Super Grains

Super Grains ~ Natures Super Foods

Carbohydrate-rich foods, especially white bread, pasta, and crackers, are on many hit lists of foods to avoid.

While some people may forgo carbohydrate-rich foods because they’re allergic to wheat or have gluten sensitivity, others may do so because they believe they should just avoid them.

Too many people have “carb-phobia” and think that carbohydrate-rich foods make you gain weight or are bad for you.

But "whole" are especially fiber-rich and provide your body and brain with glucose, the main fuel needed for energy, as well as B vitamins and antioxidants that can protect your health.

But do you really know what they are, or why they're so beneficial?

They're considered "whole" when all three parts, bran, germ and endosperm, are present.

Most people know that fruits and vegetables contain beneficial phytochemicals and antioxidants, but many do not realize that the "whole" are often an even better source of these key nutrients.

In fact, they're a good source of B vitamins, Vitamin-E, magnesium, iron and fiber, as well as other valuable antioxidants not found in some fruits and vegetables.

Most of the antioxidants and vitamins are found in the germ and the bran.

Common Types:

wild rice

brown rice

whole wheat

oatmeal

whole oats

barley

whole rye

bulgar

popcorn

Less Common Types:

amaranth

millet

quinoa

sorghum

triticale

Recommendations have been shown to reduce the risk of heart disease by decreasing cholesterol levels, blood pressure, and blood coagulation.

Whole-grains have also been found to reduce the risks of many types of cancer.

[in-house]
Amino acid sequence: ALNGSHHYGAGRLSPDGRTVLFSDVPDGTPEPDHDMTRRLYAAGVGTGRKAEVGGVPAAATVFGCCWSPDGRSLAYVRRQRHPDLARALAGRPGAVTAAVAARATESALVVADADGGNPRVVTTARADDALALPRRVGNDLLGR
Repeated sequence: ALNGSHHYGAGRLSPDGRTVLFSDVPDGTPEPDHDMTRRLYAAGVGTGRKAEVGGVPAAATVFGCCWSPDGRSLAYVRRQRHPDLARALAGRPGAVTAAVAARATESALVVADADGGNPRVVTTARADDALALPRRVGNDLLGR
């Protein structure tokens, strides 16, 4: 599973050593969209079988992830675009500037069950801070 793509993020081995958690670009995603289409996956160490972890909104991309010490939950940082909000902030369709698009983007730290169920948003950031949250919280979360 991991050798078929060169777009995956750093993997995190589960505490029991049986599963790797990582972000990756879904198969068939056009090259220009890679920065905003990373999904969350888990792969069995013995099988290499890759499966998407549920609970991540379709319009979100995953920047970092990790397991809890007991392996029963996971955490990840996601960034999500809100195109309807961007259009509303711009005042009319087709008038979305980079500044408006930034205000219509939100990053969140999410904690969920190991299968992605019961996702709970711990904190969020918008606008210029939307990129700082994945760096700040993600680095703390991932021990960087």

They may also help regulate blood glucose in people living with diabetes.

Other studies have also shown that people who consume more "whole" products consistently weigh less than those who consumed less.

Increase Your Intake:

An easy way to increase your intake, is to replace some of your "refined" products with "whole" products.

Have a slice of "whole" bread to replace your white bread.

Have a serving of whole breakfast cereal in the morning.

Substitute half the white flour with whole wheat flour in your regular recipes for cookies, muffins, quick breads and pancakes.

Add brown rice, wild rice or barley in your vegetable soup.

Snack on popcorn (without the butter), instead of chips on movie nights.

Check Labels Carefully!

Foods labeled with the words "multi," "stone-ground," "100% wheat," "cracked wheat," "seven," or "bran" are usually not "whole" products.

Color is also not an indication of the variety.

Brown does not necessary mean whole wheat or whole anything!

Some brown bread has brown coloring added to achieve the brown color!

When determining if a packaged food product contains whole grain or not, look for the word "whole" in the ingredient list.

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Also look for the "Whole" stamp (see above examples).

A "Good Source" stamp contains at least 1/2 serving, while an "Excellent Source" contains at least 1 serving..

For more specific information, follow these links;

Amaranth

Barley

Brown Rice

Buckwheat

Corn ~ Maize

Farro ~ The Mother of All Grains

Forbidden or Black Rice

Freekeh

Gluten Free Varieties

Oats

Quinoa

Sourdough

Wheat




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